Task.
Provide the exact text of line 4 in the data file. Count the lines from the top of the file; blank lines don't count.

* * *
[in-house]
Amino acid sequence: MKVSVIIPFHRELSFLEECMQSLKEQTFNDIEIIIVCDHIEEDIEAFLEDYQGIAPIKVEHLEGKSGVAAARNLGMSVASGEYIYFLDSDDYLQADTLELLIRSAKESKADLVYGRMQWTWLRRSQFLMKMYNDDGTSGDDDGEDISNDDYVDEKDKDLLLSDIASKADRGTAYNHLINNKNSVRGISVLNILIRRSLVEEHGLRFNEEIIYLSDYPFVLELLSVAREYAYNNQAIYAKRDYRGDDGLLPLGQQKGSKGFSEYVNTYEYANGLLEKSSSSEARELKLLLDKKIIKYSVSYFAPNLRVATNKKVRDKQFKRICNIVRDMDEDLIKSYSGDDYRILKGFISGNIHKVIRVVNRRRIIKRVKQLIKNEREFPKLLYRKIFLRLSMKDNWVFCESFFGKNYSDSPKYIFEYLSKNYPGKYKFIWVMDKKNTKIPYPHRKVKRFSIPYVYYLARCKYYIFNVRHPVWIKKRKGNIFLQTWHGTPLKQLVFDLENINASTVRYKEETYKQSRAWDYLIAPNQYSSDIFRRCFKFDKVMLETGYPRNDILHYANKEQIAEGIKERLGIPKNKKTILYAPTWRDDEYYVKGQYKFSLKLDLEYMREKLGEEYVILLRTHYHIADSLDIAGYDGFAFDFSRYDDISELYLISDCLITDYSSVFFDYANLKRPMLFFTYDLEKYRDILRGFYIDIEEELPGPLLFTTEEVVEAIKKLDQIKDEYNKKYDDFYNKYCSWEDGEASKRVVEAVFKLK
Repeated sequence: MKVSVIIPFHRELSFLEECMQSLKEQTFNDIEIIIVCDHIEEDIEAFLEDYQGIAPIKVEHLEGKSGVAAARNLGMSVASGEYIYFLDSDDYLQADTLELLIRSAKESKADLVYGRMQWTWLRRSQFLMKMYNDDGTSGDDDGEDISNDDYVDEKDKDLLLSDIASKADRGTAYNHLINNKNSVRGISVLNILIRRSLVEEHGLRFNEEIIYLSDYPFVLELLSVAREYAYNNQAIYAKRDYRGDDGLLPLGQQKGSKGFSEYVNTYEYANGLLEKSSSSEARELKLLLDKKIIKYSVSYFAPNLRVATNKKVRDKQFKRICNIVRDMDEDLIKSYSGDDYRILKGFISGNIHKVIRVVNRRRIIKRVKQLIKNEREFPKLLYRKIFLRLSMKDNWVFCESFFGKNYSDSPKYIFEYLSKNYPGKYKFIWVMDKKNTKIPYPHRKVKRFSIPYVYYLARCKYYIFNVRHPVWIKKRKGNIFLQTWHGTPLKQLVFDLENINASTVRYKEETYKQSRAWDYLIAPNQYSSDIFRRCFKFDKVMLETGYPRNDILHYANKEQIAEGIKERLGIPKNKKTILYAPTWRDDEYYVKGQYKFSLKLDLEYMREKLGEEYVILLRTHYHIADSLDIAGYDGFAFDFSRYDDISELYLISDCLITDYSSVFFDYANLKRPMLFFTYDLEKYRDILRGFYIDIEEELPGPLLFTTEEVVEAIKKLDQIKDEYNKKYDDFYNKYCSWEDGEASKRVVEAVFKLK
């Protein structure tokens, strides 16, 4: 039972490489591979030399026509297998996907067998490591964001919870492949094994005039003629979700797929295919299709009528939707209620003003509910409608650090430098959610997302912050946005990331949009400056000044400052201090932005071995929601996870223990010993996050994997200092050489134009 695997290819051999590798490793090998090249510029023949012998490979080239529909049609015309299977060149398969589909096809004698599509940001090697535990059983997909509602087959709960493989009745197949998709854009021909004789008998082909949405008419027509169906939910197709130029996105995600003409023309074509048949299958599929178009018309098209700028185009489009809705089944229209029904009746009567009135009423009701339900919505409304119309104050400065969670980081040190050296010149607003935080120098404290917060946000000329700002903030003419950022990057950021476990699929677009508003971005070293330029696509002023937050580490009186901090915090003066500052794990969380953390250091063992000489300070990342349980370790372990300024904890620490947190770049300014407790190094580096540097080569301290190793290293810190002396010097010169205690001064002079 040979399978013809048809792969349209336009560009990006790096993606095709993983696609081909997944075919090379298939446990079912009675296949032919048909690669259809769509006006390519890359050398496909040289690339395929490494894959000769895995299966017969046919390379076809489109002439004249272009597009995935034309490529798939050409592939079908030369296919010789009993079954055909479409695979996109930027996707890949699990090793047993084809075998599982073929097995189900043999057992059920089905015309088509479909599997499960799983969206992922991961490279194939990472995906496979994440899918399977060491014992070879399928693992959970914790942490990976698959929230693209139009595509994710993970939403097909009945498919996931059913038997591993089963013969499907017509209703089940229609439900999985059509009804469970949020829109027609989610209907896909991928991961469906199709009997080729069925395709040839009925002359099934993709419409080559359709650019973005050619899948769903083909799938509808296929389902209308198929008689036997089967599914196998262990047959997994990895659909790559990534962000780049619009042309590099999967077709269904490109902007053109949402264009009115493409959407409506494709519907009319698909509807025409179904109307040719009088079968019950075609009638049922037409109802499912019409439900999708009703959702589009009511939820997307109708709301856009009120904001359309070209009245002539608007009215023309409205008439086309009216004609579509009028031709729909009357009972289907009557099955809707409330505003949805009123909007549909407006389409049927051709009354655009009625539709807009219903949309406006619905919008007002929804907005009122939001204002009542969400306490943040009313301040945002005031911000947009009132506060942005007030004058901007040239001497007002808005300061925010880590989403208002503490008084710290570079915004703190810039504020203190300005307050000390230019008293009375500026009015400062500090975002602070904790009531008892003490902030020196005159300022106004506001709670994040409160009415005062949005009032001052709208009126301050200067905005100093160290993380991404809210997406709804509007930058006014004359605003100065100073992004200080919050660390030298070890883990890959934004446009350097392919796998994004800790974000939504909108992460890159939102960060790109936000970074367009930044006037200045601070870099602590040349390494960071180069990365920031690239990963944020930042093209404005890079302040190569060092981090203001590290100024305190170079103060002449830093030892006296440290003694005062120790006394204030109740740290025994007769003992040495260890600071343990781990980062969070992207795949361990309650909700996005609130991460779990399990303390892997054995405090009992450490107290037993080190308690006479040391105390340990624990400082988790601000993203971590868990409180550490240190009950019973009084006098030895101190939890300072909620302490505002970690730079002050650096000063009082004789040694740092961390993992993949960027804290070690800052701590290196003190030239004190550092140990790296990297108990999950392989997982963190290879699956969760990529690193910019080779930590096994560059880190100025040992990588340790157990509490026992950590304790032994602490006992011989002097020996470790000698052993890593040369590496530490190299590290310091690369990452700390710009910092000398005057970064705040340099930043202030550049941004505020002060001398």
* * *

């Protein structure tokens, strides 16, 4: 039972490489591979030399026509297998996907067998490591964001919870492949094994005039003629979700797929295919299709009528939707209620003003509910409608650090430098959610997302912050946005990331949009400056000044400052201090932005071995929601996870223990010993996050994997200092050489134009 695997290819051999590798490793090998090249510029023949012998490979080239529909049609015309299977060149398969589909096809004698599509940001090697535990059983997909509602087959709960493989009745197949998709854009021909004789008998082909949405008419027509169906939910197709130029996105995600003409023309074509048949299958599929178009018309098209700028185009489009809705089944229209029904009746009567009135009423009701339900919505409304119309104050400065969670980081040190050296010149607003935080120098404290917060946000000329700002903030003419950022990057950021476990699929677009508003971005070293330029696509002023937050580490009186901090915090003066500052794990969380953390250091063992000489300070990342349980370790372990300024904890620490947190770049300014407790190094580096540097080569301290190793290293810190002396010097010169205690001064002079 040979399978013809048809792969349209336009560009990006790096993606095709993983696609081909997944075919090379298939446990079912009675296949032919048909690669259809769509006006390519890359050398496909040289690339395929490494894959000769895995299966017969046919390379076809489109002439004249272009597009995935034309490529798939050409592939079908030369296919010789009993079954055909479409695979996109930027996707890949699990090793047993084809075998599982073929097995189900043999057992059920089905015309088509479909599997499960799983969206992922991961490279194939990472995906496979994440899918399977060491014992070879399928693992959970914790942490990976698959929230693209139009595509994710993970939403097909009945498919996931059913038997591993089963013969499907017509209703089940229609439900999985059509009804469970949020829109027609989610209907896909991928991961469906199709009997080729069925395709040839009925002359099934993709419409080559359709650019973005050619899948769903083909799938509808296929389902209308198929008689036997089967599914196998262990047959997994990895659909790559990534962000780049619009042309590099999967077709269904490109902007053109949402264009009115493409959407409506494709519907009319698909509807025409179904109307040719009088079968019950075609009638049922037409109802499912019409439900999708009703959702589009009511939820997307109708709301856009009120904001359309070209009245002539608007009215023309409205008439086309009216004609579509009028031709729909009357009972289907009557099955809707409330505003949805009123909007549909407006389409049927051709009354655009009625539709807009219903949309406006619905919008007002929804907005009122939001204002009542969400306490943040009313301040945002005031911000947009009132506060942005007030004058901007040239001497007002808005300061925010880590989403208002503490008084710290570079915004703190810039504020203190300005307050000390230019008293009375500026009015400062500090975002602070904790009531008892003490902030020196005159300022106004506001709670994040409160009415005062949005009032001052709208009126301050200067905005100093160290993380991404809210997406709804509007930058006014004359605003100065100073992004200080919050660390030298070890883990890959934004446009350097392919796998994004800790974000939504909108992460890159939102960060790109936000970074367009930044006037200045601070870099602590040349390494960071180069990365920031690239990963944020930042093209404005890079302040190569060092981090203001590290100024305190170079103060002449830093030892006296440290003694005062120790006394204030109740740290025994007769003992040495260890600071343990781990980062969070992207795949361990309650909700996005609130991460779990399990303390892997054995405090009992450490107290037993080190308690006479040391105390340990624990400082988790601000993203971590868990409180550490240190009950019973009084006098030895101190939890300072909620302490505002970690730079002050650096000063009082004789040694740092961390993992993949960027804290070690800052701590290196003190030239004190550092140990790296990297108990999950392989997982963190290879699956969760990529690193910019080779930590096994560059880190100025040992990588340790157990509490026992950590304790032994602490006992011989002097020996470790000698052993890593040369590496530490190299590290310091690369990452700390710009910092000398005057970064705040340099930043202030550049941004505020002060001398």